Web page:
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The Gendering Effects of Sweden's Gender-neutral Care Leave Policy
Stockholm University, Faculty of Social Sciences, Department of Sociology.
2011 (English)In: Population Review, ISSN 0032-471X, Vol. 50, no 1, p. 156-169Article in journal (Refereed) Published
Abstract [en]

The current gender-neutral care leave for care of sick children program in Sweden provides parents with a substantial number of publicly paid days per year. These are used when parents have to be absent from work to care for a sick child who cannot attend public child care. Although gender neutral from the start, women still take the majority of days. We investigate whether the existing policy design plays a role in the division of leave. We study the income cap in the program using individual-level register data for the years 2005 and 2006. We show that there seems to be a clear effect of the income cap on the division of leave: if only one partner has an income below the cap, he/she uses the majority of days. However, analyses of a policy change that raised the cap reveal no effect on the division of leave.

Place, publisher, year, edition, pages
2011. Vol. 50, no 1, p. 156-169
Keyword [en]
Care leave, difference-in-differences, gender, gender-neutral, gendering effects, policy effects, social policy, Sweden
National Category
Sociology
Research subject
Sociological Demography
Identifiers
URN: urn:nbn:se:su:diva-69172DOI: 10.1353/prv.2011.0008OAI: oai:DiVA.org:su-69172DiVA, id: diva2:475237
Funder
Swedish Research Council
Available from: 2012-01-10 Created: 2012-01-10 Last updated: 2018-04-05Bibliographically approved
In thesis
1. Studies on Parental Leave and Co-residence using Swedish Register Data
Open this publication in new window or tab >>Studies on Parental Leave and Co-residence using Swedish Register Data
2018 (English)Doctoral thesis, comprehensive summary (Other academic)
Abstract [en]

Understanding the two primary life-course events that create and accelerate gender inequality within the couple -- the transition to parenthood and parental separation -- may ameliorate their far-reaching consequences over the life-course in multiple domains of life. This thesis includes four studies on various aspects of these life-course events. The first two studies investigate division of child care at the transition to parenthood. A gender equal transition to parenthood, in which both women and men take leave off work to care for their children, is essential for couples to achieve gender equality in the family as well as in the labor market. Study I investigates the ways in which Swedish couples do such ‘dual-caring’ and shows that the dominant trajectory of dual care is characterized by taking turns as the child’s primary caregiver. Study II investigates how the domain of paid work may hinder or facilitate a gender equal transition to parenthood, focusing on economic considerations and occupational conditions of work. Study III investigates gendered division of care leave taken after couples have returned to paid work. It shows that economic differentials within the couple may shape the onset of long-term division of child care but that short-term economic incentives do not seem to alter the division. Study IV turns to parental separation as the second life-course event in which gender inequality is accelerated. As children have been most likely to live with their mothers when their parents’ union ends, parental separation typically marks the (possible) second life-course event in which unpaid work is shifted towards women. Study IV provides a method for estimating parental separation with register data and therefore making possible studies of outcomes for mothers, fathers and children who live apart.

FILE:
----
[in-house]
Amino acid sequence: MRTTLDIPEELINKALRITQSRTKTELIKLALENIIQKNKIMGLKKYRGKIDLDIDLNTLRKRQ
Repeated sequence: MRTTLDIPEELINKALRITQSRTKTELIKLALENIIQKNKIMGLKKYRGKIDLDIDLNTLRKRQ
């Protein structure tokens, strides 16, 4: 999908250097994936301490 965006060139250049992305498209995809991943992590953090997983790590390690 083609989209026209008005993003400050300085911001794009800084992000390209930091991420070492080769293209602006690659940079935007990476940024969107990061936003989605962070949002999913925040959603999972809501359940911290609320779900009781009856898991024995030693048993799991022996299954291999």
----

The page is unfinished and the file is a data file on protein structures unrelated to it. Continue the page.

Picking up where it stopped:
All studies use administrative register data. These data provide a unique source of couple-level longitudinal information on all parental couples registered in Sweden. The first two studies are made possible by the availability of dated information on parental leave use. The third study accurately traces division of care leave by income composition within the couple. The last study traces parental coresidence from birth to age 15 for a period of almost four decades.

Place, publisher, year, edition, pages
Stockholm: Department of Sociology, Stockholm University, 2018. p. 35
Series
Dissertation series / Stockholm University Demography Unit, ISSN 1404-2304 ; 17
National Category
Sociology (excluding Social Work, Social Psychology and Social Anthropology)
Research subject
Sociological Demography
Identifiers
urn:nbn:se:su:diva-154651 (URN)978-91-7797-266-2 (ISBN)978-91-7797-267-9 (ISBN)
Public defence
2018-05-18, Nordenskiöldsalen, Geovetenskapens hus, Svante Arrhenius väg 12, Stockholm, 10:00 (English)
Opponent
Supervisors
Funder
Swedish Research Council, 349-2007-8701Swedish Research Council, 340-2013-5164
Available from: 2018-04-25 Created: 2018-04-04 Last updated: 2018-04-16Bibliographically approved

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